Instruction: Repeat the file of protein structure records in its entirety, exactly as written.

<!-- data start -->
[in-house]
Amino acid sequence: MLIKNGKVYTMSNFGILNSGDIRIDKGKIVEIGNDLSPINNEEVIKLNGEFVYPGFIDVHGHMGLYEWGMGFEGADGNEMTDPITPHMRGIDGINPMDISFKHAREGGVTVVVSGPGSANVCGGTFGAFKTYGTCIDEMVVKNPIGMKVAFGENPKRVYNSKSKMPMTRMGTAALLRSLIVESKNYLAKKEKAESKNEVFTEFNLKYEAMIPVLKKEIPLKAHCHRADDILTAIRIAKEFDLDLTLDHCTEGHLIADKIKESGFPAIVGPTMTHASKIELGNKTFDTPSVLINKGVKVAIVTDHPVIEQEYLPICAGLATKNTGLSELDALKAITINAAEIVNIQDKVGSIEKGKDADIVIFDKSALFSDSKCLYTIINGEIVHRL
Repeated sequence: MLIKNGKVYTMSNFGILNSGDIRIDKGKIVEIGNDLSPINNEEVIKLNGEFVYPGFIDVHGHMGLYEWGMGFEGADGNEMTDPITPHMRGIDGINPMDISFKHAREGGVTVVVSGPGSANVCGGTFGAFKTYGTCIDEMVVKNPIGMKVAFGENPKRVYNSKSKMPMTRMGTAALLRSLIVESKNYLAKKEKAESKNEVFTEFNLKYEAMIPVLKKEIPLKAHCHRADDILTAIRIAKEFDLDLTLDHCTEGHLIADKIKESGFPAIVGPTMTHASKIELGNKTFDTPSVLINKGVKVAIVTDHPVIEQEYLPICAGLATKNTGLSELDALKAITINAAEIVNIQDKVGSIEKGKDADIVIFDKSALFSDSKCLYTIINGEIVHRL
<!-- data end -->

[in-house]
Amino acid sequence: MLIKNGKVYTMSNFGILNSGDIRIDKGKIVEIGNDLSPINNEEVIKLNGEFVYPGFIDVHGHMGLYEWGMGFEGADGNEMTDPITPHMRGIDGINPMDISFKHAREGGVTVVVSGPGSANVCGGTFGAFKTYGTCIDEMVVKNPIGMKVAFGENPKRVYNSKSKMPMTRMGTAALLRSLIVESKNYLAKKEKAESKNEVFTEFNLKYEAMIPVLKKEIPLKAHCHRADDILTAIRIAKEFDLDLTLDHCTEGHLIADKIKESGFPAIVGPTMTHASKIELGNKTFDTPSVLINKGVKVAIVTDHPVIEQEYLPICAGLATKNTGLSELDALKAITINAAEIVNIQDKVGSIEKGKDADIVIFDKSALFSDSKCLYTIINGEIVHRL
Repeated sequence: MLIKNGKVYTMSNFGILNSGDIRIDKGKIVEIGNDLSPINNEEVIKLNGEFVYPGFIDVHGHMGLYEWGMGFEGADGNEMTDPITPHMRGIDGINPMDISFKHAREGGVTVVVSGPGSANVCGGTFGAFKTYGTCIDEMVVKNPIGMKVAFGENPKRVYNSKSKMPMTRMGTAALLRSLIVESKNYLAKKEKAESKNEVFTEFNLKYEAMIPVLKKEIPLKAHCHRADDILTAIRIAKEFDLDLTLDHCTEGHLIADKIKESGFPAIVGPTMTHASKIELGNKTFDTPSVLINKGVKVAIVTDHPVIEQEYLPICAGLATKNTGLSELDALKAITINAAEIVNIQDKVGSIEKGKDADIVIFDKSALFSDSKCLYTIINGEIVHRL